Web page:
This project, using an ecosystem approach, aims to contribute to the growing multidisciplinary research field addressing dynamics and feedback mechanisms in integrated social-ecological systems in order to move towards a more sustainable development. In this project, we focus on forest and fish resources in the Baltic Sea drainage Basin, in particular how shifting user patterns affect ecosystem services, but also our knowledge and understanding of the dynamic ecosystem and hence possibility to adapt to changes and prevent destructive changes.
Ecosystems provide an array of goods and services critical for sustaining human societies. Changes in user patterns and ecosystems can be derived from ecological as well as from socio-economic drivers. Even if the direct causes of ecosystem change (e.g. eutrophication being directly caused by increase of nutrient levels) belong in the domain of natural sciences, the underlying causes of change, the legal, social, and cultural factors that direct human behaviour rest in the domain of economics and social sciences.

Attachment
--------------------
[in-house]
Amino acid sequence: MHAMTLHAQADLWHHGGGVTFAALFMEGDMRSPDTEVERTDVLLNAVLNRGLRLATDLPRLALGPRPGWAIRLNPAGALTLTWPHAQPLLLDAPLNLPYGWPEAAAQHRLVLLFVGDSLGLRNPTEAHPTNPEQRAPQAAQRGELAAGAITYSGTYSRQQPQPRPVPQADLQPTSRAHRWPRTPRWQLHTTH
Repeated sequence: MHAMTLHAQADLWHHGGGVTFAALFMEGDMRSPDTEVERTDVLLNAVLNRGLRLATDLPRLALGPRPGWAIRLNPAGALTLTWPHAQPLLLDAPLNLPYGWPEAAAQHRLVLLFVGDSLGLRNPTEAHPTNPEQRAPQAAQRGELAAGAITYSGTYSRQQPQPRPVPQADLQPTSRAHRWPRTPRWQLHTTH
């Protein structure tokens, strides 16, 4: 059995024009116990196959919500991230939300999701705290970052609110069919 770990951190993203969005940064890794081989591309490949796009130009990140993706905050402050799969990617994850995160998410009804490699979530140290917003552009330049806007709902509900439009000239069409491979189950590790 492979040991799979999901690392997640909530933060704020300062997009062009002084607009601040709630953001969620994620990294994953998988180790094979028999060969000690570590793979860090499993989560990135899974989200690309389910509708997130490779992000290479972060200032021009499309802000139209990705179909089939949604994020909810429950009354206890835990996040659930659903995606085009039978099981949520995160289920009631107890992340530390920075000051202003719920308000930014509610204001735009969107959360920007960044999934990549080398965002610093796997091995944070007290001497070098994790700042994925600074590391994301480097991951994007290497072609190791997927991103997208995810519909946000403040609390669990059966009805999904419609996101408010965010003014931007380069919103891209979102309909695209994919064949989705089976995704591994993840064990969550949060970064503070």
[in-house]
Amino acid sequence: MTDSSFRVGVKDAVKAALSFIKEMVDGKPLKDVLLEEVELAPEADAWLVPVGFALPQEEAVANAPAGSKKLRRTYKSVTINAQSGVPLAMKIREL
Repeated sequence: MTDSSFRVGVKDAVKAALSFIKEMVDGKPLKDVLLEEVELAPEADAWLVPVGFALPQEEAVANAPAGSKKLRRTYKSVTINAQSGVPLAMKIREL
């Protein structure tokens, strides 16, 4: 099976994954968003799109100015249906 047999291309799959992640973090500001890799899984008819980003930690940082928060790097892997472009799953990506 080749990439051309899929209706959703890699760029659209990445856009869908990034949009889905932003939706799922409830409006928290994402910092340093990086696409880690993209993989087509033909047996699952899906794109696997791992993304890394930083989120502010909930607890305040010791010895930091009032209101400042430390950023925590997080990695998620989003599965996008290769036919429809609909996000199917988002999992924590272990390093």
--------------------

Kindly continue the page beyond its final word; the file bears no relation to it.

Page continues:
Ecosystem management approaches building on a holistic view of the integrated human-nature system are increasingly suggested as a basic management framework in international and national policies. An ecosystem approach focuses on maintaining functioning ecological systems to secure the flow of a range of ecosystem goods and services important for human well-being. Thus, an ecosystem approach would stress that there cannot be a supply of renewable resources, such as fish, without functioning ecosystems to produce them.
The project is organized as a serie of partly comparative case studies and combines ecological/geographic analyses of selected local and regional areas with studies of the institutional framework, especially focusing on property and user rights and on local ecological knowledge as it is expressed in management practices and use of different indicators.